A playful approach to literacy and learning.
GUEST COLUMN | by Amanda S. Hovious
Maria Montessori observed it. Jean Piaget observed it. Lev Vygotsky observed it. What did they observe? All three made the observation that young children learn language and literacy skills through their interactions with the world around them. Play is the natural process by which children come to understand their environment. Learning through play does not end in early childhood. That is just the beginning. However, as children enter primary school today, they all but lose the opportunity to learn through play. Recess has been replaced with writing workshops. Learning is ‘not supposed to be fun.’ Teaching to standardized tests has become the norm. It doesn’t have to be that way.
The evolution of digital media has triggered a renewed interest in the link between play and learning. Interest in game-based learning is becoming more mainstream, thanks to the rhetoric of education reform. Transmedia storytelling has emerged as a form of game-based learning, and Inanimate Alice has emerged as an exemplary of that form.
Inanimate Alice is a ‘born-digital novel’ – born from a movie screenplay and integrated game concept by series producer Ian Harper. It’s a mash-up of digital narrative, movie and gaming elements. It’s a masterpiece of transmedia storytelling. Award-winning author Kate Pullinger lent her talent to the story, and the innovative digital artist Chris Joseph directed it. Inanimate Alice was named a 2012 Best Web Site for Teaching and Learning by the American Association of School Librarians.
The story follows the international journey of Alice as she grows up to become a game designer at the world’s largest gaming company. In episode 1, Alice is 8 years old. By episode 4, Alice is 14 years old. 10 episodes are planned, with episode 5 currently in production.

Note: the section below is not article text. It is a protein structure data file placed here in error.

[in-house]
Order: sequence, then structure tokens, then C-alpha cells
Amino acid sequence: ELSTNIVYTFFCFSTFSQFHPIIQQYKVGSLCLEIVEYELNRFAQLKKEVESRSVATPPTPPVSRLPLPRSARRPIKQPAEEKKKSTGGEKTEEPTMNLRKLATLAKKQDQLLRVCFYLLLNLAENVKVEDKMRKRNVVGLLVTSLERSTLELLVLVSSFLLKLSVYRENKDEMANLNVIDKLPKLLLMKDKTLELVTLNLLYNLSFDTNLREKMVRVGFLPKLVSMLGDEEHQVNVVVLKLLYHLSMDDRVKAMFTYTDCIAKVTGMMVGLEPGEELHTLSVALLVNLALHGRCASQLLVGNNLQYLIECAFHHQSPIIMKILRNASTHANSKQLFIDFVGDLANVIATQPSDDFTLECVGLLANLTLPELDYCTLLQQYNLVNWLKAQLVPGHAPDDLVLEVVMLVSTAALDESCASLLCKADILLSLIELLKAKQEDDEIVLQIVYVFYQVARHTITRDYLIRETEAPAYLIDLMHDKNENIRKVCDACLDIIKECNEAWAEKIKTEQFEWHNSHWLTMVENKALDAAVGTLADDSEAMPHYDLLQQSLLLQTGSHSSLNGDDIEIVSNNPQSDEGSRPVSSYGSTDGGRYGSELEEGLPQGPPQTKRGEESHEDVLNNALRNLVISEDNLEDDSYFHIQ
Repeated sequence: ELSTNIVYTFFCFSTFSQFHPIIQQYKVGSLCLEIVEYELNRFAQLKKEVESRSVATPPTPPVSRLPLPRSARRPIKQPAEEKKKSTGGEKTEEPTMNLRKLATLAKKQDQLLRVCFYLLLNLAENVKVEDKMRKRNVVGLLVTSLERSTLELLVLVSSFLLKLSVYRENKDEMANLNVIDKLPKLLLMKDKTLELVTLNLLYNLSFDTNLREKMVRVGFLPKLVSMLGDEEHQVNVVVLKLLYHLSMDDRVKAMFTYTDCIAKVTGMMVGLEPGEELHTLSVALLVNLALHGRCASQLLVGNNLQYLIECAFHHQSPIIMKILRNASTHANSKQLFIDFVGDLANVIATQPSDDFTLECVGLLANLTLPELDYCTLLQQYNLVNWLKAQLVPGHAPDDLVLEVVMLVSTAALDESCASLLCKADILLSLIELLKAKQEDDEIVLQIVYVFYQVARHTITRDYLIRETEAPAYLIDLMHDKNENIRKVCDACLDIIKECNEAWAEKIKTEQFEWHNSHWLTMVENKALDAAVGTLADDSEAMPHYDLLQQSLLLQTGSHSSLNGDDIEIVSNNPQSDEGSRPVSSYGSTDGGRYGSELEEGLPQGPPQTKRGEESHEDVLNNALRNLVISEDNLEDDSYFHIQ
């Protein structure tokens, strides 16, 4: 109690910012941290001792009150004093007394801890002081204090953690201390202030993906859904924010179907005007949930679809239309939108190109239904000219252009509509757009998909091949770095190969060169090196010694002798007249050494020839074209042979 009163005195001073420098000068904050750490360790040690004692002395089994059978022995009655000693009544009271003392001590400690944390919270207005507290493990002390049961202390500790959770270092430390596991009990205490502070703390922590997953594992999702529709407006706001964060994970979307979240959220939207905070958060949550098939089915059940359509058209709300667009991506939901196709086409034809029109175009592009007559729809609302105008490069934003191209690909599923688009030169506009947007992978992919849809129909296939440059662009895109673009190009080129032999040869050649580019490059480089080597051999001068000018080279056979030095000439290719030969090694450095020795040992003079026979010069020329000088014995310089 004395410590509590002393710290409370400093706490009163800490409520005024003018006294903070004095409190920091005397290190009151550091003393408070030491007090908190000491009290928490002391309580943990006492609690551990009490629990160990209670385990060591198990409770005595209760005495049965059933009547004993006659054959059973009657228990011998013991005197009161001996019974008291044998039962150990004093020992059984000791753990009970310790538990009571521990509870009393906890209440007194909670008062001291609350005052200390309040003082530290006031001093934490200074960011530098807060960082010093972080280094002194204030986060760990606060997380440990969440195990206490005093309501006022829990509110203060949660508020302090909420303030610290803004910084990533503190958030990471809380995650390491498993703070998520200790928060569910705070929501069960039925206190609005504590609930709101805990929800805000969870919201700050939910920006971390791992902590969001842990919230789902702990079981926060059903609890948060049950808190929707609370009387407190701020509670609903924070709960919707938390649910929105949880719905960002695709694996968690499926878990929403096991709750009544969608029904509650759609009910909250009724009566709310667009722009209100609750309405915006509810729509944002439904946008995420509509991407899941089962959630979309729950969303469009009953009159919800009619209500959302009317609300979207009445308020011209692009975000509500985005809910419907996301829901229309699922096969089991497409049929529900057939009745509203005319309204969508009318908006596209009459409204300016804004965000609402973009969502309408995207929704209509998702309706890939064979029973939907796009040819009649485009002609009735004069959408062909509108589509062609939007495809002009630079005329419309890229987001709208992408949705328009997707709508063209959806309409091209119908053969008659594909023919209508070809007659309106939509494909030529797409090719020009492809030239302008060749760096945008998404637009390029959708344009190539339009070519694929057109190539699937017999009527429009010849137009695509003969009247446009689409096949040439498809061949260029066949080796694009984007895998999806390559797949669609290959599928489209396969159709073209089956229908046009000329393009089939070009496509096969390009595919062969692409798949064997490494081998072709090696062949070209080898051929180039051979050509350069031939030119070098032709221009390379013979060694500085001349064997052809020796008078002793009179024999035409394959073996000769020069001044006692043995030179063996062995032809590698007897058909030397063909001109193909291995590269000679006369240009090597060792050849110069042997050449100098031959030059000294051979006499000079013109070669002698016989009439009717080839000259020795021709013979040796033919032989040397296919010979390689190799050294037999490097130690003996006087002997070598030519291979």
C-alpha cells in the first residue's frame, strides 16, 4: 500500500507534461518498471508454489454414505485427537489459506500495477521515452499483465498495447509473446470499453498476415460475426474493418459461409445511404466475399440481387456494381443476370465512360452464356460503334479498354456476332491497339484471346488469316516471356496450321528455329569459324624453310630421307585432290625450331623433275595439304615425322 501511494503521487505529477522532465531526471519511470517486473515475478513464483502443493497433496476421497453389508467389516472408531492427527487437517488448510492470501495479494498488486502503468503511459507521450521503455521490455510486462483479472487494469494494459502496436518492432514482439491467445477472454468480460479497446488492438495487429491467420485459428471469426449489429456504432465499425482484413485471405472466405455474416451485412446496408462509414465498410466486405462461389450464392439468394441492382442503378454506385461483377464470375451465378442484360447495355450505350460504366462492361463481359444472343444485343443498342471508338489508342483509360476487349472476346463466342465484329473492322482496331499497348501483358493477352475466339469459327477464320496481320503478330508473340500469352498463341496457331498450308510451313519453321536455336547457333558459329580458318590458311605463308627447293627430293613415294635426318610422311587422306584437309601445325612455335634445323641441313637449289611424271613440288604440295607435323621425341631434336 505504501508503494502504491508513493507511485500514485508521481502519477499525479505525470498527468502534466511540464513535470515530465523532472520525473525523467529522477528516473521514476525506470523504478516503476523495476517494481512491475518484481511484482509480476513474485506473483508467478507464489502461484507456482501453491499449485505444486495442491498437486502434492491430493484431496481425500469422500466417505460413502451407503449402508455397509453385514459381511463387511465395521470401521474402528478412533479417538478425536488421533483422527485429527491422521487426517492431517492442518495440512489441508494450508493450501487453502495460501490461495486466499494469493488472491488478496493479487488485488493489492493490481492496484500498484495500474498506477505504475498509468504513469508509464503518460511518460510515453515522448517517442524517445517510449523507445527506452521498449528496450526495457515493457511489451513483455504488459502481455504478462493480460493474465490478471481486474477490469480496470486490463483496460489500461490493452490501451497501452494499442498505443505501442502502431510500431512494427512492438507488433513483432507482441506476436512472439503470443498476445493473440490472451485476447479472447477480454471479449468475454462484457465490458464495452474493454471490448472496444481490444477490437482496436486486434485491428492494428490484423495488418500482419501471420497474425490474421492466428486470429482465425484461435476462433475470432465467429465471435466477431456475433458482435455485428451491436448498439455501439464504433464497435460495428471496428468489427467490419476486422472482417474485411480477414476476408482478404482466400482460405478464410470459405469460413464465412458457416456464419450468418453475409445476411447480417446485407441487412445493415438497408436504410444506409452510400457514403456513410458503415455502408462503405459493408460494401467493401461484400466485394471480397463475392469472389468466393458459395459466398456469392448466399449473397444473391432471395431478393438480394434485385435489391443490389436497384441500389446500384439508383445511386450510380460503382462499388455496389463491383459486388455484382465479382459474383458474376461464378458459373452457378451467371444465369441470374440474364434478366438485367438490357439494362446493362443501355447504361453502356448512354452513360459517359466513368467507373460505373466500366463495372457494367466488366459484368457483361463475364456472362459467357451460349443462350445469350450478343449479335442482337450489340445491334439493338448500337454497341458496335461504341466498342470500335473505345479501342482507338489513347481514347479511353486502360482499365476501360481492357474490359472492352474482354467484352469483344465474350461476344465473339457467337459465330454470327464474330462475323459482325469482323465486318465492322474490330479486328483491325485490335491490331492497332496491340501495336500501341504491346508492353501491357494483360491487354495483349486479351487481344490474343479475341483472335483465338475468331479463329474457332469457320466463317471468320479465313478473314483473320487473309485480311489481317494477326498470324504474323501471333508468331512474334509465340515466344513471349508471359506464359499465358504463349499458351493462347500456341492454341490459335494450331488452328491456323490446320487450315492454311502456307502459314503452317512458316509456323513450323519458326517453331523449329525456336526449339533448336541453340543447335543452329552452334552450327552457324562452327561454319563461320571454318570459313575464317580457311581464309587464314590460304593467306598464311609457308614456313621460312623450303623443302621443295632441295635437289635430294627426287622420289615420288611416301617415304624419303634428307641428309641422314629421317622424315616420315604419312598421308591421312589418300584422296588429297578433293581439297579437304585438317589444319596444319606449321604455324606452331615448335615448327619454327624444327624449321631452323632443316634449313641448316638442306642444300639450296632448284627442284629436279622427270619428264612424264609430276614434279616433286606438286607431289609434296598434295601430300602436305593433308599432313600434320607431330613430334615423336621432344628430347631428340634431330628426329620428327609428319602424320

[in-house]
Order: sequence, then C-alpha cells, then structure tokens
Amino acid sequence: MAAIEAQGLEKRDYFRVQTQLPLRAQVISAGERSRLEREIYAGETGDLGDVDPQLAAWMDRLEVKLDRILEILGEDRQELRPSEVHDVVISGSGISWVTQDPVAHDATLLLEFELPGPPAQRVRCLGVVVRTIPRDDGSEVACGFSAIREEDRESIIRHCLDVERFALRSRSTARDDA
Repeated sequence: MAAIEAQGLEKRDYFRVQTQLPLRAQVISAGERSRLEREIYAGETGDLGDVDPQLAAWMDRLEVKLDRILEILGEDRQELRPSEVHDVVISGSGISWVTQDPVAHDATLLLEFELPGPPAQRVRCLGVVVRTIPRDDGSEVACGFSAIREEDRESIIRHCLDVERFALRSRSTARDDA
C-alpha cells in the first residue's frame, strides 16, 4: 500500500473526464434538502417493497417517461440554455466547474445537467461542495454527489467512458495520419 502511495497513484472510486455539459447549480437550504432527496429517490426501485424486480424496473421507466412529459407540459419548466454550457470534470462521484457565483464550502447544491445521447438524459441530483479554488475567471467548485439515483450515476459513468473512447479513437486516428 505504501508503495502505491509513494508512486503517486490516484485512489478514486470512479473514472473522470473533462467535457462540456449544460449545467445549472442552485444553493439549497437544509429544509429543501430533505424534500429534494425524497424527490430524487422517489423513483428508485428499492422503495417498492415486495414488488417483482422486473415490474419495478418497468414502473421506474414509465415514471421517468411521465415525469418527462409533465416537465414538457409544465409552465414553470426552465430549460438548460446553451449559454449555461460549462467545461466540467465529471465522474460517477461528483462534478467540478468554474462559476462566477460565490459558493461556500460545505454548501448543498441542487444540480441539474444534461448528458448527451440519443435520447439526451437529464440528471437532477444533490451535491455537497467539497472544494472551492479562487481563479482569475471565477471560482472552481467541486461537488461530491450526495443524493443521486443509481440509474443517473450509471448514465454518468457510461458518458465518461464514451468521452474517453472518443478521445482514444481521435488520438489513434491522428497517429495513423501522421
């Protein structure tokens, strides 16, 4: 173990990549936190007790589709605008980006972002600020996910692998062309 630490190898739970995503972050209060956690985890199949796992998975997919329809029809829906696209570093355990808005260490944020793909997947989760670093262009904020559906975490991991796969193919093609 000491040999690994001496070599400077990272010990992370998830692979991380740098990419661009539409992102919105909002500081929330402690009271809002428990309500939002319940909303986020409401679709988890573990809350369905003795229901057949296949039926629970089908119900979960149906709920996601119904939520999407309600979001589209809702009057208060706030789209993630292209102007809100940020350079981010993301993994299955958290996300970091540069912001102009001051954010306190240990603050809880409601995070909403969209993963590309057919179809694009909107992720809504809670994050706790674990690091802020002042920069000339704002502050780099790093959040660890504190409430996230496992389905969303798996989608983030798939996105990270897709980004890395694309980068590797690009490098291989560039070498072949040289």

What makes Inanimate Alice playful?
Inanimate Alice uses gamification to add playful design elements that engage the learner, and help the story unfold.
Gamification is the use of gaming elements in non-game environments. It is a trend that can be seen in industries as diverse as business, marketing, environment, health, entertainment and education. Inanimate Alice exemplifies the good in gamification, and five characteristics make it a playful approach to literacy and learning:
- Endogenous value. In Inanimate Alice, the games are a part of the story. Alice wants to be a game designer when she grows up. You play the games that she has created. By episodes 3 and 4, the outcome is dependent upon the game. Playing the games helps you authentically experience the story.
- Narrative. Narrative evokes emotion, and the narrative in Inanimate Alice is a motivating factor in playing the games. However, in transmedia storytelling the narrative has less depth than other forms of storytelling. Interactivity replaces depth, and the lack of depth motivates you to fill in the details in the same way that writing fan fiction does. Inanimate Alice has inspired people of all ages to continue the adventures of Alice through their own digital creations.
- Role play. Role play is an imaginative gaming element that also triggers emotion. In Inanimate Alice, you never see Alice, but you do see the world through Alice’s eyes. Essentially, you take on the role of Alice. By episode 4, you can easily imagine yourself as the character. Episode 4 has the most complex game (a labyrinth), and the emotional involvement you get from imagining yourself as Alice is a strong motivator for trying to successfully find your way out of the labyrinth.
- Virtual assistant. Do you remember Clippy, Microsoft’s animated paper clip assistant? Well, as annoying as that might have been, having a virtual assistant in game play is essential. A virtual assistant provides just enough help (e.g. clues) in the game to prevent you from completely giving up. In education, that’s called scaffolding, and in serious games virtual assistants are called pedagogical agents. In Inanimate Alice, Alice’s imaginary friend Brad is your virtual assistant.
- Choice. In reality, there are people who are game-averse. Sometimes they are not game literate. Sometimes they simply do not want to play. Participating in gaming elements should always be optional. Otherwise, gamification can backfire. In Inanimate Alice, you are given the choice to ‘read only’ or ‘read and play the game.’
How can Inanimate Alice be used for teaching and learning?